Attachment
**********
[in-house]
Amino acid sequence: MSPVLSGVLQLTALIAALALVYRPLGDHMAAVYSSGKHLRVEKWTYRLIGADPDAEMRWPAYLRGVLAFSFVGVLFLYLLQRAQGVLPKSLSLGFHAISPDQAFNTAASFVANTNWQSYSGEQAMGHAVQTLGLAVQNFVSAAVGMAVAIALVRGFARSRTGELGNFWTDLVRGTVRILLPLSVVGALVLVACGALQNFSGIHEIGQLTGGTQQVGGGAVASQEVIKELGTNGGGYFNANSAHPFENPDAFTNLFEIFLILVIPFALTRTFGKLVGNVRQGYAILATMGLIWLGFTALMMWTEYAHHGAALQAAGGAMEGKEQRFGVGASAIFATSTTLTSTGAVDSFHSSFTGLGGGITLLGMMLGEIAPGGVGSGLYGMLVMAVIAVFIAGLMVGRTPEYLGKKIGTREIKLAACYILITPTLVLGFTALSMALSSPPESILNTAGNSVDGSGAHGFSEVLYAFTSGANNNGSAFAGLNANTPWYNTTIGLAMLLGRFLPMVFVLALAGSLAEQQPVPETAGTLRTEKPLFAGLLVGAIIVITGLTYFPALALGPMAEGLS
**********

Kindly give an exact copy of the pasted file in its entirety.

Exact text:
[in-house]
Amino acid sequence: MSPVLSGVLQLTALIAALALVYRPLGDHMAAVYSSGKHLRVEKWTYRLIGADPDAEMRWPAYLRGVLAFSFVGVLFLYLLQRAQGVLPKSLSLGFHAISPDQAFNTAASFVANTNWQSYSGEQAMGHAVQTLGLAVQNFVSAAVGMAVAIALVRGFARSRTGELGNFWTDLVRGTVRILLPLSVVGALVLVACGALQNFSGIHEIGQLTGGTQQVGGGAVASQEVIKELGTNGGGYFNANSAHPFENPDAFTNLFEIFLILVIPFALTRTFGKLVGNVRQGYAILATMGLIWLGFTALMMWTEYAHHGAALQAAGGAMEGKEQRFGVGASAIFATSTTLTSTGAVDSFHSSFTGLGGGITLLGMMLGEIAPGGVGSGLYGMLVMAVIAVFIAGLMVGRTPEYLGKKIGTREIKLAACYILITPTLVLGFTALSMALSSPPESILNTAGNSVDGSGAHGFSEVLYAFTSGANNNGSAFAGLNANTPWYNTTIGLAMLLGRFLPMVFVLALAGSLAEQQPVPETAGTLRTEKPLFAGLLVGAIIVITGLTYFPALALGPMAEGLS